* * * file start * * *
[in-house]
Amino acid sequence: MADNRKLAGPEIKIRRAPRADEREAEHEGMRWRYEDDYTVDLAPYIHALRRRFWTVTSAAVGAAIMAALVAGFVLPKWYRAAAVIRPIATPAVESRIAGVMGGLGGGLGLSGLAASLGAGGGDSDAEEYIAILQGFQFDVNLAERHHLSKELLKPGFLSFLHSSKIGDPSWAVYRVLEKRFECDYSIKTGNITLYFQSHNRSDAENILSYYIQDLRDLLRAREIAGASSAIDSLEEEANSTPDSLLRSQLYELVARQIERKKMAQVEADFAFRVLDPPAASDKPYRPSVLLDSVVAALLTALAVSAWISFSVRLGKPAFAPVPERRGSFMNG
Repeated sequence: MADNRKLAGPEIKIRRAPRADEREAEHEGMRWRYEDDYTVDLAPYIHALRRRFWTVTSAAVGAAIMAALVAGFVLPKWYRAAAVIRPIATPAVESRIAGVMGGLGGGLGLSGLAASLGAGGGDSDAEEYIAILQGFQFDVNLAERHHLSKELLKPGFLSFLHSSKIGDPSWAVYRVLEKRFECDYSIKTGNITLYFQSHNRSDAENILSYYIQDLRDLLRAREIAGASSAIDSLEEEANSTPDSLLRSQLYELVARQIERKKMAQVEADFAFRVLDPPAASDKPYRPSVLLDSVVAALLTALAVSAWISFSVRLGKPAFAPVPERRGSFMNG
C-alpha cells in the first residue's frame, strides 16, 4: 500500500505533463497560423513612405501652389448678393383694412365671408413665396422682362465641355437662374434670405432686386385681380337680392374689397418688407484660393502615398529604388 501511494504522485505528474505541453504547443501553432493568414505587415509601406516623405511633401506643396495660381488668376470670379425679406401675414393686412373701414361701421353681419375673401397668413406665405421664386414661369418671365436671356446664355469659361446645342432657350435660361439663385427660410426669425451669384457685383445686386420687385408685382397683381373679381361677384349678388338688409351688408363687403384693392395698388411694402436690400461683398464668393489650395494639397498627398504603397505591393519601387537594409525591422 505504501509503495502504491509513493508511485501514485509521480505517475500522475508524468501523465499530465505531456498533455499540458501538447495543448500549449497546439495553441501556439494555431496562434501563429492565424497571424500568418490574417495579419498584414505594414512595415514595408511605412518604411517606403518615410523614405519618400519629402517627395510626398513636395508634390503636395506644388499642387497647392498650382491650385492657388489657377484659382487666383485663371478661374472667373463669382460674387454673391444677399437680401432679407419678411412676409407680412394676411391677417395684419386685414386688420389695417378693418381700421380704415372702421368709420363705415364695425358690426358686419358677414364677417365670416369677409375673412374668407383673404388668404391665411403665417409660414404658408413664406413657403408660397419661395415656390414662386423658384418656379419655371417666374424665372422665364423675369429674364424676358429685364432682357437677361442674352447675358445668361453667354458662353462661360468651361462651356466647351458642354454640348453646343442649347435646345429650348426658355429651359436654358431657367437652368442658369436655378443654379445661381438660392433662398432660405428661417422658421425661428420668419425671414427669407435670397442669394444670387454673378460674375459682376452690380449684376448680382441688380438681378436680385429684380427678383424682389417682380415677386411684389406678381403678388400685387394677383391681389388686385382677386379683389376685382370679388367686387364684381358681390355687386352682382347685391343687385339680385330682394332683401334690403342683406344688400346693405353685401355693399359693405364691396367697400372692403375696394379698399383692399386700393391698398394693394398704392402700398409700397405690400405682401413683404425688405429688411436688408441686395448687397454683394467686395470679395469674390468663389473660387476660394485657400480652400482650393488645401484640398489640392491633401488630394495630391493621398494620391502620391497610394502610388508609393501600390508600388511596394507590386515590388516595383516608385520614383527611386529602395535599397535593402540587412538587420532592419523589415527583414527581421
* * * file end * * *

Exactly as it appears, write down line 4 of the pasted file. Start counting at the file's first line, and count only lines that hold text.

C-alpha cells in the first residue's frame, strides 16, 4: 500500500505533463497560423513612405501652389448678393383694412365671408413665396422682362465641355437662374434670405432686386385681380337680392374689397418688407484660393502615398529604388 501511494504522485505528474505541453504547443501553432493568414505587415509601406516623405511633401506643396495660381488668376470670379425679406401675414393686412373701414361701421353681419375673401397668413406665405421664386414661369418671365436671356446664355469659361446645342432657350435660361439663385427660410426669425451669384457685383445686386420687385408685382397683381373679381361677384349678388338688409351688408363687403384693392395698388411694402436690400461683398464668393489650395494639397498627398504603397505591393519601387537594409525591422 505504501509503495502504491509513493508511485501514485509521480505517475500522475508524468501523465499530465505531456498533455499540458501538447495543448500549449497546439495553441501556439494555431496562434501563429492565424497571424500568418490574417495579419498584414505594414512595415514595408511605412518604411517606403518615410523614405519618400519629402517627395510626398513636395508634390503636395506644388499642387497647392498650382491650385492657388489657377484659382487666383485663371478661374472667373463669382460674387454673391444677399437680401432679407419678411412676409407680412394676411391677417395684419386685414386688420389695417378693418381700421380704415372702421368709420363705415364695425358690426358686419358677414364677417365670416369677409375673412374668407383673404388668404391665411403665417409660414404658408413664406413657403408660397419661395415656390414662386423658384418656379419655371417666374424665372422665364423675369429674364424676358429685364432682357437677361442674352447675358445668361453667354458662353462661360468651361462651356466647351458642354454640348453646343442649347435646345429650348426658355429651359436654358431657367437652368442658369436655378443654379445661381438660392433662398432660405428661417422658421425661428420668419425671414427669407435670397442669394444670387454673378460674375459682376452690380449684376448680382441688380438681378436680385429684380427678383424682389417682380415677386411684389406678381403678388400685387394677383391681389388686385382677386379683389376685382370679388367686387364684381358681390355687386352682382347685391343687385339680385330682394332683401334690403342683406344688400346693405353685401355693399359693405364691396367697400372692403375696394379698399383692399386700393391698398394693394398704392402700398409700397405690400405682401413683404425688405429688411436688408441686395448687397454683394467686395470679395469674390468663389473660387476660394485657400480652400482650393488645401484640398489640392491633401488630394495630391493621398494620391502620391497610394502610388508609393501600390508600388511596394507590386515590388516595383516608385520614383527611386529602395535599397535593402540587412538587420532592419523589415527583414527581421